There are 41 massive C-17 airplanes stationed at Joint Base Charleston which sits just across the Ashley River from Magnolia Plantation, where I take many of my photos. I’ve seen them coming and going many times, sometimes singly and sometimes in groups.
A few weeks ago when I was on the dike three of them flew in together and circled around a few times before landing.
Circling is a long process for these giants, and they give the illusion of being awfully close together.
It was five minutes from the time I first spotted them until they dipped below the trees to the runway.
From Boeing’s website, the C-17:
Wingspan to Winglet Tip 169.8 ft (51.74 m)
Length 174 ft (53.04 m)
Height at Tail 55.1 ft (16.79 m)
Compare to a Boeing 737
Wingspan 117 ft 5 in (35.8 m)
Length 110 ft 4 in (33.6 m)
Height 41 ft 3 in (12.5 m)
The Blue Ridge Railroad was hoping to bore through Stumphouse Mountain for a line extending from Anderson, South Carolina to Knoxville, Tennesee. Started in the early 1850s, 1,500 Irish miners cut through blue granite with hand drills, hammers and chisels, and black powder in this and two nearby tunnels. Their efforts came to an end in 1859 when no more funding could be procured to complete the work and subsequent efforts to restart the rail project over the next several decades failed.
Even though the ceiling was quite high, 20 or 25 feet ( 6 or 7 meters) right here, I’m not a fan of underground spaces and stayed pretty close to the entrance. Ted was a bit more adventurous. You can go further, but would want better shoes and light, be prepared for bats, and have water protection for your camera.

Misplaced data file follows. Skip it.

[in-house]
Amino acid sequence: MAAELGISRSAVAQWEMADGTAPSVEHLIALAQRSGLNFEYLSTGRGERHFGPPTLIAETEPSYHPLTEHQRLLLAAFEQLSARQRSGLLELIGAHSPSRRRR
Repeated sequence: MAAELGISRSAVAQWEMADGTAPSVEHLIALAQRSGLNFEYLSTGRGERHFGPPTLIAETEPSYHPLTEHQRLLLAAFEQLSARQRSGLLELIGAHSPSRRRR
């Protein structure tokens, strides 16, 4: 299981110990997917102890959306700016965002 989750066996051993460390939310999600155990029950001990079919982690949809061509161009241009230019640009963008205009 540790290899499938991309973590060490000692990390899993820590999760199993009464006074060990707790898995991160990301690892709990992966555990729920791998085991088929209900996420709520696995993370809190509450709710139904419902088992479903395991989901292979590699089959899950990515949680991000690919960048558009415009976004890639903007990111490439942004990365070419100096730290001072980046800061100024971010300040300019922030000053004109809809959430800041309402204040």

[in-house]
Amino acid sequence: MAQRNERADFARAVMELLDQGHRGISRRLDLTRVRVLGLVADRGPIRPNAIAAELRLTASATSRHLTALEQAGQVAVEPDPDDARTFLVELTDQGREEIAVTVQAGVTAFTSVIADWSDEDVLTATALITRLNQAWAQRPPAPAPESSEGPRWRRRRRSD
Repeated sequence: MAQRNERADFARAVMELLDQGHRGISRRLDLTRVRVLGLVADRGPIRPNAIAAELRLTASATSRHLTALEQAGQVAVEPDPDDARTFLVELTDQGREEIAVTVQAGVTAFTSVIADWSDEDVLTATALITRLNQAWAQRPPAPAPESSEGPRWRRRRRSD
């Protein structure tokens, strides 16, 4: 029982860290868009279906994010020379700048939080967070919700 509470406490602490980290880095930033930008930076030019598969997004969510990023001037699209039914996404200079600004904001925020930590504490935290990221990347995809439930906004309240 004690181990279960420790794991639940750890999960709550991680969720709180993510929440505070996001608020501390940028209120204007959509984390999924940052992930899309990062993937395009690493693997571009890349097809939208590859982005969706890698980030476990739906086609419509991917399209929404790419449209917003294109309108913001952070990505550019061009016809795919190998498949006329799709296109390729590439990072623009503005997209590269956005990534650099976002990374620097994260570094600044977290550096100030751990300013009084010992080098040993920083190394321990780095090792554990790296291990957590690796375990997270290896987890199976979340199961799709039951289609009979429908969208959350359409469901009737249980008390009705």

There was less green growth on the walls just a short distance from the entrance. Two streams of water a few inches deep flowed on either side of the floor and water dripped from the ceiling. The cool air flowing out of the tunnel was welcome on this hot day.
Stumphouse Tunnel is managed by the City of Walhalla, SC as part of a recreation area.
The Boeing B-29 Superfortress saw active military duty from 1944 through the late 1950s. “FIFI” was acquired by the Commemorative Air Force in the early 1970s and after extensive restoration travels across the US for air events and to share a piece of history.
FIFI flew into Charleston, SC this week where she is on display for tours and rides are available for the brave. I’ll be staying on the ground!
The most well known B-29s were the ones outfitted to drop atomic bombs at the end of World War II, including the Enola Gay.
The size of this airplane’s parts is impressive. I was standing fully upright below one of the propellers for this shot:
After several days of rain we were also treated to some blue sky today, adding to the B-29’s presentation. You can see the feet of folks waiting their turn to climb up into the cockpit area in the shot below.
“The CAF was founded to acquire, restore and preserve in flying condition a complete collection of combat aircraft which were flown by all military services of the United States, and selected aircraft of other nations, for the education and enjoyment of present and future generations of Americans.”